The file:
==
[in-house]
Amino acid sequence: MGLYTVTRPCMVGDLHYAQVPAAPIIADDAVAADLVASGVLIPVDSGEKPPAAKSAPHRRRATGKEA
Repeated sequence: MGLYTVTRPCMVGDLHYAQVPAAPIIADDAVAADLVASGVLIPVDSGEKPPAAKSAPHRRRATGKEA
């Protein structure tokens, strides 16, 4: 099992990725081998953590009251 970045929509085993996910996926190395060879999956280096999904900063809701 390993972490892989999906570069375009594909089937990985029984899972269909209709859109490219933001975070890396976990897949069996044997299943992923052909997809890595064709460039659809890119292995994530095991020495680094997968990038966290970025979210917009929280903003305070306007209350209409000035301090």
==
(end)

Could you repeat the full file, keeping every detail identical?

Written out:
[in-house]
Amino acid sequence: MGLYTVTRPCMVGDLHYAQVPAAPIIADDAVAADLVASGVLIPVDSGEKPPAAKSAPHRRRATGKEA
Repeated sequence: MGLYTVTRPCMVGDLHYAQVPAAPIIADDAVAADLVASGVLIPVDSGEKPPAAKSAPHRRRATGKEA
């Protein structure tokens, strides 16, 4: 099992990725081998953590009251 970045929509085993996910996926190395060879999956280096999904900063809701 390993972490892989999906570069375009594909089937990985029984899972269909209709859109490219933001975070890396976990897949069996044997299943992923052909997809890595064709460039659809890119292995994530095991020495680094997968990038966290970025979210917009929280903003305070306007209350209409000035301090």